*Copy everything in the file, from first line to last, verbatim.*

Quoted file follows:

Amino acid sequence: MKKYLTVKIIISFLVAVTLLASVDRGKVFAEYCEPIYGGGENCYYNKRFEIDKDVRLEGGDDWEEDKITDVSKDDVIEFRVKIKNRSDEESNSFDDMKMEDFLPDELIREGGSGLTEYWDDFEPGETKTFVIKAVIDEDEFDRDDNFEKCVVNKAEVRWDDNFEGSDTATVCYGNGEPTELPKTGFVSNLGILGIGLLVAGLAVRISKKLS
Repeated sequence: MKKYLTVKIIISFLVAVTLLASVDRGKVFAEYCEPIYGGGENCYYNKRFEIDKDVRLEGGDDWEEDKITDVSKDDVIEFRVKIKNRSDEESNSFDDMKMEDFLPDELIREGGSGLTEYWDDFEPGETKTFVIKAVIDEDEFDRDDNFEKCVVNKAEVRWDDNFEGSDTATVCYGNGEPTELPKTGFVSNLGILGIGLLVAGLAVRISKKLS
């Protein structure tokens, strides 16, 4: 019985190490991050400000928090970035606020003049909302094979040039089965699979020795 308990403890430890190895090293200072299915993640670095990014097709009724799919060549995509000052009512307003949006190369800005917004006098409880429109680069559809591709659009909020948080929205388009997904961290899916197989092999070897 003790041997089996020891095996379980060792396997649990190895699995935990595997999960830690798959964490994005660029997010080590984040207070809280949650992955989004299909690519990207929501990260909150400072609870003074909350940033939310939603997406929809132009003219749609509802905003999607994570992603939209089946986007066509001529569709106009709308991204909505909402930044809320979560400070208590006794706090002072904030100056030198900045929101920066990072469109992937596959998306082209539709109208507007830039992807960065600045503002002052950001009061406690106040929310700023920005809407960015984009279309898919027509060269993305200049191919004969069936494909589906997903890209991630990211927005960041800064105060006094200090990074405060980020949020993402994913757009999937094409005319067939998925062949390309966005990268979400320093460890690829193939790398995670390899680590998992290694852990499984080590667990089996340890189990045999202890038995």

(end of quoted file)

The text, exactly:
Amino acid sequence: MKKYLTVKIIISFLVAVTLLASVDRGKVFAEYCEPIYGGGENCYYNKRFEIDKDVRLEGGDDWEEDKITDVSKDDVIEFRVKIKNRSDEESNSFDDMKMEDFLPDELIREGGSGLTEYWDDFEPGETKTFVIKAVIDEDEFDRDDNFEKCVVNKAEVRWDDNFEGSDTATVCYGNGEPTELPKTGFVSNLGILGIGLLVAGLAVRISKKLS
Repeated sequence: MKKYLTVKIIISFLVAVTLLASVDRGKVFAEYCEPIYGGGENCYYNKRFEIDKDVRLEGGDDWEEDKITDVSKDDVIEFRVKIKNRSDEESNSFDDMKMEDFLPDELIREGGSGLTEYWDDFEPGETKTFVIKAVIDEDEFDRDDNFEKCVVNKAEVRWDDNFEGSDTATVCYGNGEPTELPKTGFVSNLGILGIGLLVAGLAVRISKKLS
């Protein structure tokens, strides 16, 4: 019985190490991050400000928090970035606020003049909302094979040039089965699979020795 308990403890430890190895090293200072299915993640670095990014097709009724799919060549995509000052009512307003949006190369800005917004006098409880429109680069559809591709659009909020948080929205388009997904961290899916197989092999070897 003790041997089996020891095996379980060792396997649990190895699995935990595997999960830690798959964490994005660029997010080590984040207070809280949650992955989004299909690519990207929501990260909150400072609870003074909350940033939310939603997406929809132009003219749609509802905003999607994570992603939209089946986007066509001529569709106009709308991204909505909402930044809320979560400070208590006794706090002072904030100056030198900045929101920066990072469109992937596959998306082209539709109208507007830039992807960065600045503002002052950001009061406690106040929310700023920005809407960015984009279309898919027509060269993305200049191919004969069936494909589906997903890209991630990211927005960041800064105060006094200090990074405060980020949020993402994913757009999937094409005319067939998925062949390309966005990268979400320093460890690829193939790398995670390899680590998992290694852990499984080590667990089996340890189990045999202890038995």